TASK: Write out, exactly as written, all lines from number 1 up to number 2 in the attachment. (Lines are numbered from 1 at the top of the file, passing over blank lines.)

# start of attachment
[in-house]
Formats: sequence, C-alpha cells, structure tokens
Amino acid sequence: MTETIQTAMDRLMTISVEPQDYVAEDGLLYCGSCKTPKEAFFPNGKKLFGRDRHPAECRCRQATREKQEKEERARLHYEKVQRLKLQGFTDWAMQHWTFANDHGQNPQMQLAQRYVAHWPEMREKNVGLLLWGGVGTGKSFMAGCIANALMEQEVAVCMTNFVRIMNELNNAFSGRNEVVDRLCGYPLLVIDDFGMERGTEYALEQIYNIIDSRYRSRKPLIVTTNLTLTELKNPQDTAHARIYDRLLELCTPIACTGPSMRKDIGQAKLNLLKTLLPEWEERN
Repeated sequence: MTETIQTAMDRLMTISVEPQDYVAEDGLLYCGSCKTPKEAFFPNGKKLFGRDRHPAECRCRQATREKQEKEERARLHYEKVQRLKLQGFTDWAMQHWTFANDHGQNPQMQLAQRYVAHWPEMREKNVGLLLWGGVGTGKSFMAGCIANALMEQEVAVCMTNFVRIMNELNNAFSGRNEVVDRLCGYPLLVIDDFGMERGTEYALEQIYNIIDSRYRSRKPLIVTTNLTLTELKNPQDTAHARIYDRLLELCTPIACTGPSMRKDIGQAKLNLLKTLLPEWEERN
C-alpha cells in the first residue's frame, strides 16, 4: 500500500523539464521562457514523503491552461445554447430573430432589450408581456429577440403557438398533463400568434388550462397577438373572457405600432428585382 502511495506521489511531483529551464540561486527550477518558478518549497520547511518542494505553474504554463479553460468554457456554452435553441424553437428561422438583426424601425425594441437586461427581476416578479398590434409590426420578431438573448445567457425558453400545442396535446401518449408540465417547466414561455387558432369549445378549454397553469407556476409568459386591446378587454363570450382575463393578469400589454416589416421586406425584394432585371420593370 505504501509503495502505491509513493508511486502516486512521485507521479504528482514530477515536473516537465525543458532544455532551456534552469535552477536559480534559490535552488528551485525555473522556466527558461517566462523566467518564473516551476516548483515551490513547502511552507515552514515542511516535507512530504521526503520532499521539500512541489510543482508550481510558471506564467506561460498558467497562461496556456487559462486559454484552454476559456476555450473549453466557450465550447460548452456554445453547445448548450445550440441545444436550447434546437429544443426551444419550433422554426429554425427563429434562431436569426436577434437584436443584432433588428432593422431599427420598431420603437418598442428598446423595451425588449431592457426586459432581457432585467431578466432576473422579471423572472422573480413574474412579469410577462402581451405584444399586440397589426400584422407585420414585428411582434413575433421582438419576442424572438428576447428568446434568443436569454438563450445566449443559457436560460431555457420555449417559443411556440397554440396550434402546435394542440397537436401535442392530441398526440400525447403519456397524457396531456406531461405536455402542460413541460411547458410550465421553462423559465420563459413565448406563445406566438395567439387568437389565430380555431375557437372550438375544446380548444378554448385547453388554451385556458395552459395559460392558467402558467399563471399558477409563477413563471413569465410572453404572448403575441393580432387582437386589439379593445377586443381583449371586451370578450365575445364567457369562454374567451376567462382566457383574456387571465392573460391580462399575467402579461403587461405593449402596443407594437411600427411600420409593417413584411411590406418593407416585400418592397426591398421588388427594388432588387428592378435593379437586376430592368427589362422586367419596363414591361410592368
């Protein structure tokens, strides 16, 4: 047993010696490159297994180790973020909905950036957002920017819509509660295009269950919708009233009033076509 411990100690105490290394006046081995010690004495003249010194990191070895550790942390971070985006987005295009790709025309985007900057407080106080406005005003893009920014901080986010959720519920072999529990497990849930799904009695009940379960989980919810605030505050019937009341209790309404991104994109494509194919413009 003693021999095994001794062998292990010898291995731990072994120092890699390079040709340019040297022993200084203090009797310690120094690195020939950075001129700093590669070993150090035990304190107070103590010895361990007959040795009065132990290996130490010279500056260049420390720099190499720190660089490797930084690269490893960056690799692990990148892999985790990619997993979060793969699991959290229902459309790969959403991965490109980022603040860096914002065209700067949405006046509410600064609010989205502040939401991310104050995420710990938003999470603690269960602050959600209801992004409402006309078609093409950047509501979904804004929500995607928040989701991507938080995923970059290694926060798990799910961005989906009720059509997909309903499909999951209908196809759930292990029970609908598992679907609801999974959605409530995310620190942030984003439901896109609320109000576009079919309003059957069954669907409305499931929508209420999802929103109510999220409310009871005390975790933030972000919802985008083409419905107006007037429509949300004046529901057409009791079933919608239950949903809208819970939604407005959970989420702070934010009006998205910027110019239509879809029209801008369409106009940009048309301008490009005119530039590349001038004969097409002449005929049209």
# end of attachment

[in-house]
Formats: sequence, C-alpha cells, structure tokens